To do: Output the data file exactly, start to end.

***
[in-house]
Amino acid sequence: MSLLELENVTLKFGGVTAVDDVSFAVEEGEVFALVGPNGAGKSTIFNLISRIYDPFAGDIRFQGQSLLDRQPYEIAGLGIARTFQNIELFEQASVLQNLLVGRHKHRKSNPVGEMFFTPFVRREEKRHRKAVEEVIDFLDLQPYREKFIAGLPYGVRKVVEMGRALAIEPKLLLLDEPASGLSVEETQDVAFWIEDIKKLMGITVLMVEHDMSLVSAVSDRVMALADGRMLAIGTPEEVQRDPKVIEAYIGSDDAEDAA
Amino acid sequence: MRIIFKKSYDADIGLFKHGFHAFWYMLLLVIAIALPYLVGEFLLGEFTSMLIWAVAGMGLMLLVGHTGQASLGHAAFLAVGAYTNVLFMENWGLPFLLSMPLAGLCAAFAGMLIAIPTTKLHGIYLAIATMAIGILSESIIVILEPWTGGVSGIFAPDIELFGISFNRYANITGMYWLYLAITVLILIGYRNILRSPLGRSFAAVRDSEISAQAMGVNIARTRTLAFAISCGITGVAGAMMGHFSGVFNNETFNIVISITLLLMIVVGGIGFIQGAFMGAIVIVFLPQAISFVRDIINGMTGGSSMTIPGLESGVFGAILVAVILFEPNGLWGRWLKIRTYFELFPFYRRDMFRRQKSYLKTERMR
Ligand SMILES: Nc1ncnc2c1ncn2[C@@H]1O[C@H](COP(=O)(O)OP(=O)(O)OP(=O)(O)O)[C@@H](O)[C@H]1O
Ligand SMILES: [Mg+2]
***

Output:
[in-house]
Amino acid sequence: MSLLELENVTLKFGGVTAVDDVSFAVEEGEVFALVGPNGAGKSTIFNLISRIYDPFAGDIRFQGQSLLDRQPYEIAGLGIARTFQNIELFEQASVLQNLLVGRHKHRKSNPVGEMFFTPFVRREEKRHRKAVEEVIDFLDLQPYREKFIAGLPYGVRKVVEMGRALAIEPKLLLLDEPASGLSVEETQDVAFWIEDIKKLMGITVLMVEHDMSLVSAVSDRVMALADGRMLAIGTPEEVQRDPKVIEAYIGSDDAEDAA
Amino acid sequence: MRIIFKKSYDADIGLFKHGFHAFWYMLLLVIAIALPYLVGEFLLGEFTSMLIWAVAGMGLMLLVGHTGQASLGHAAFLAVGAYTNVLFMENWGLPFLLSMPLAGLCAAFAGMLIAIPTTKLHGIYLAIATMAIGILSESIIVILEPWTGGVSGIFAPDIELFGISFNRYANITGMYWLYLAITVLILIGYRNILRSPLGRSFAAVRDSEISAQAMGVNIARTRTLAFAISCGITGVAGAMMGHFSGVFNNETFNIVISITLLLMIVVGGIGFIQGAFMGAIVIVFLPQAISFVRDIINGMTGGSSMTIPGLESGVFGAILVAVILFEPNGLWGRWLKIRTYFELFPFYRRDMFRRQKSYLKTERMR
Ligand SMILES: Nc1ncnc2c1ncn2[C@@H]1O[C@H](COP(=O)(O)OP(=O)(O)OP(=O)(O)O)[C@@H](O)[C@H]1O
Ligand SMILES: [Mg+2]